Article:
The Securitisation of Islam in Europe

Jocelyne Cesari

European discourse on Islam is a microcosm of the debate on Islam’s compatibility with the West. Because Western countries generally associate Islam with the al-Qaeda movement, the Palestinian issue and Iran, their discussion of the religion involves an essentialised approach to a multifaceted faith. In his book Good Muslim, Bad Muslim, Mahmood Mamdani refers to this slant as ‘culture talk’, or viewing the religion as a single unified ideology spreading from Europe to Iraq and Afghanistan. According to this perspective, Islam is steeped in history and absolutely incapable of innovation, and Muslims are defined by an almost compulsive
conformity to their past and an inability to address the current challenges of political development and religious liberal thinking. Therefore, culture talk justifies the artificial divide between modern and pre-modern religions and between secularism and Islam.1 Culture talk has become prevalent in modern international relations discourse, in part because it refers to stereotypes that are familiar to the historical consciousness of Western politicians and intellectuals.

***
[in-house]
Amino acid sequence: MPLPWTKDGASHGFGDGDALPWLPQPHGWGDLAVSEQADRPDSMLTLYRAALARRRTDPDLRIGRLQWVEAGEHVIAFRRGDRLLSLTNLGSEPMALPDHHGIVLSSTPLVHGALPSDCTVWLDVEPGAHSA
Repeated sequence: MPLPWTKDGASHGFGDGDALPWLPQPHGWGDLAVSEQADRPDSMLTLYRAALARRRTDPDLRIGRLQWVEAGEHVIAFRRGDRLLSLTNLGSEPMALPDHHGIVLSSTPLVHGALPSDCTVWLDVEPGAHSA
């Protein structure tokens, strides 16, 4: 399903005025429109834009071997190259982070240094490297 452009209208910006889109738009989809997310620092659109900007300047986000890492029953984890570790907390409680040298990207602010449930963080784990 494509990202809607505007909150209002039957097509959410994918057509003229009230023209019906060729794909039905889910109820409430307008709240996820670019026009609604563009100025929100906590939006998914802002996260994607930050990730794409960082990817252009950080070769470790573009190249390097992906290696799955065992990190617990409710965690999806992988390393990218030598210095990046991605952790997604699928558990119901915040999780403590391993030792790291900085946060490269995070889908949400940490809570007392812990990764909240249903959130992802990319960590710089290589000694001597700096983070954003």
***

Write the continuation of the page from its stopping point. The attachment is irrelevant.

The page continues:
The use of these trite depictions of Islam in professional debates has established a paradoxical policy of European governments both fearing and fostering radicalisation in a process I call the ‘securitisation’ of Islam. The conditions that lead to this development have already occurred:
The European state views Muslim groups as a threat to its survival and takes measures to reassure citizens that it will not allow the incubation of terrorism. Sepandan, the politicisation of religion essentially impoverishes and threatens its survival,2 leading devout Muslims to feel resentful of the interference of non-religious actors. Thus, the measures intended to prevent radicalisation actually engender discontent and prompt a transformation of religious conservatism to fundamentalism. This is the process of securitisation. It involves actors who propose that Islam is an existential threat to European political and secular norms and thereby justifies extraordinary measures against it. Ole Weaver best explains repercussions of such actions: “When mobilised as politics, religion represses the transcendence of the divine. Fear and trembling is replaced by absolute certainty.”3 As an existential concept, faith is easily securitized, and it can incite a proclivity for violence in place of pious concepts.

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